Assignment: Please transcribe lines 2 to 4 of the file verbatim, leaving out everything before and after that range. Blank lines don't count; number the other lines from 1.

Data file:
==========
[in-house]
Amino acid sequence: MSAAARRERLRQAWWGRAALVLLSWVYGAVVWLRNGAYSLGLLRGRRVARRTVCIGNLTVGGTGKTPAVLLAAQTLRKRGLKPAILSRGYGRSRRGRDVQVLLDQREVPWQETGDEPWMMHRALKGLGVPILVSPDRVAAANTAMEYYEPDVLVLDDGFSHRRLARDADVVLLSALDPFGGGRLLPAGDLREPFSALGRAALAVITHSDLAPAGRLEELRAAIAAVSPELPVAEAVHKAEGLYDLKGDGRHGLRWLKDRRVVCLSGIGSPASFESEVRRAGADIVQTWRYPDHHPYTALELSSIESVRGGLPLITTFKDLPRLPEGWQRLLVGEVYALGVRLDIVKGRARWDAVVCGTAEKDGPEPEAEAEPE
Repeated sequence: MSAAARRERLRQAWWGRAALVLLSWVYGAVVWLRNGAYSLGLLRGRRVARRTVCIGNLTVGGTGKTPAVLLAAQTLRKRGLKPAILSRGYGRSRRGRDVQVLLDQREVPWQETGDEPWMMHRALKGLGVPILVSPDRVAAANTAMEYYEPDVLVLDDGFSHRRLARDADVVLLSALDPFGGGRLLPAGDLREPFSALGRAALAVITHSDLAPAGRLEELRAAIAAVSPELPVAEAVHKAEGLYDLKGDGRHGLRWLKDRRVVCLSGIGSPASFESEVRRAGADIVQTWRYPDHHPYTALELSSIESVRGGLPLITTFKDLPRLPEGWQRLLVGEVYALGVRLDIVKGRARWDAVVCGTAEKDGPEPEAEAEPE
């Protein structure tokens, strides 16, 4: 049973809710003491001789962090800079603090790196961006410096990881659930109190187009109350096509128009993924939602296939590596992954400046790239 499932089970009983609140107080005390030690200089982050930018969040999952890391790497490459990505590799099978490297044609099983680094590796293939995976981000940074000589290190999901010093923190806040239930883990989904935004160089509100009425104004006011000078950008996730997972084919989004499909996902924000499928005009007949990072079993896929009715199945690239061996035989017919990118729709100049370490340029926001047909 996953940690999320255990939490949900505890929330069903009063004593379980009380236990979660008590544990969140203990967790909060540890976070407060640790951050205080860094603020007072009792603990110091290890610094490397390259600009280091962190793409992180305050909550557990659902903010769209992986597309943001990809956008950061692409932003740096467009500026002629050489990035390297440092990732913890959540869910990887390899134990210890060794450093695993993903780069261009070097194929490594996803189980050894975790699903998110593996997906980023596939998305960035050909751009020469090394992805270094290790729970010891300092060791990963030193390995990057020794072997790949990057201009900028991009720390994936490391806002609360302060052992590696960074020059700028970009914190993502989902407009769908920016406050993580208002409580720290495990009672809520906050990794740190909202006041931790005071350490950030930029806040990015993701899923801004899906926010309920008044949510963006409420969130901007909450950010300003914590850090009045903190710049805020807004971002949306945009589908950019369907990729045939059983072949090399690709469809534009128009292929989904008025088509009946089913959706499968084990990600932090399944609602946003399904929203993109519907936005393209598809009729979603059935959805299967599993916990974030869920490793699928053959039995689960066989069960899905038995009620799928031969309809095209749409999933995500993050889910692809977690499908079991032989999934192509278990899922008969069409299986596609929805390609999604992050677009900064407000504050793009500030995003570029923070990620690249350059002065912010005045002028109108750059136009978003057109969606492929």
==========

Amino acid sequence: MSAAARRERLRQAWWGRAALVLLSWVYGAVVWLRNGAYSLGLLRGRRVARRTVCIGNLTVGGTGKTPAVLLAAQTLRKRGLKPAILSRGYGRSRRGRDVQVLLDQREVPWQETGDEPWMMHRALKGLGVPILVSPDRVAAANTAMEYYEPDVLVLDDGFSHRRLARDADVVLLSALDPFGGGRLLPAGDLREPFSALGRAALAVITHSDLAPAGRLEELRAAIAAVSPELPVAEAVHKAEGLYDLKGDGRHGLRWLKDRRVVCLSGIGSPASFESEVRRAGADIVQTWRYPDHHPYTALELSSIESVRGGLPLITTFKDLPRLPEGWQRLLVGEVYALGVRLDIVKGRARWDAVVCGTAEKDGPEPEAEAEPE
Repeated sequence: MSAAARRERLRQAWWGRAALVLLSWVYGAVVWLRNGAYSLGLLRGRRVARRTVCIGNLTVGGTGKTPAVLLAAQTLRKRGLKPAILSRGYGRSRRGRDVQVLLDQREVPWQETGDEPWMMHRALKGLGVPILVSPDRVAAANTAMEYYEPDVLVLDDGFSHRRLARDADVVLLSALDPFGGGRLLPAGDLREPFSALGRAALAVITHSDLAPAGRLEELRAAIAAVSPELPVAEAVHKAEGLYDLKGDGRHGLRWLKDRRVVCLSGIGSPASFESEVRRAGADIVQTWRYPDHHPYTALELSSIESVRGGLPLITTFKDLPRLPEGWQRLLVGEVYALGVRLDIVKGRARWDAVVCGTAEKDGPEPEAEAEPE
């Protein structure tokens, strides 16, 4: 049973809710003491001789962090800079603090790196961006410096990881659930109190187009109350096509128009993924939602296939590596992954400046790239 499932089970009983609140107080005390030690200089982050930018969040999952890391790497490459990505590799099978490297044609099983680094590796293939995976981000940074000589290190999901010093923190806040239930883990989904935004160089509100009425104004006011000078950008996730997972084919989004499909996902924000499928005009007949990072079993896929009715199945690239061996035989017919990118729709100049370490340029926001047909 996953940690999320255990939490949900505890929330069903009063004593379980009380236990979660008590544990969140203990967790909060540890976070407060640790951050205080860094603020007072009792603990110091290890610094490397390259600009280091962190793409992180305050909550557990659902903010769209992986597309943001990809956008950061692409932003740096467009500026002629050489990035390297440092990732913890959540869910990887390899134990210890060794450093695993993903780069261009070097194929490594996803189980050894975790699903998110593996997906980023596939998305960035050909751009020469090394992805270094290790729970010891300092060791990963030193390995990057020794072997790949990057201009900028991009720390994936490391806002609360302060052992590696960074020059700028970009914190993502989902407009769908920016406050993580208002409580720290495990009672809520906050990794740190909202006041931790005071350490950030930029806040990015993701899923801004899906926010309920008044949510963006409420969130901007909450950010300003914590850090009045903190710049805020807004971002949306945009589908950019369907990729045939059983072949090399690709469809534009128009292929989904008025088509009946089913959706499968084990990600932090399944609602946003399904929203993109519907936005393209598809009729979603059935959805299967599993916990974030869920490793699928053959039995689960066989069960899905038995009620799928031969309809095209749409999933995500993050889910692809977690499908079991032989999934192509278990899922008969069409299986596609929805390609999604992050677009900064407000504050793009500030995003570029923070990620690249350059002065912010005045002028109108750059136009978003057109969606492929």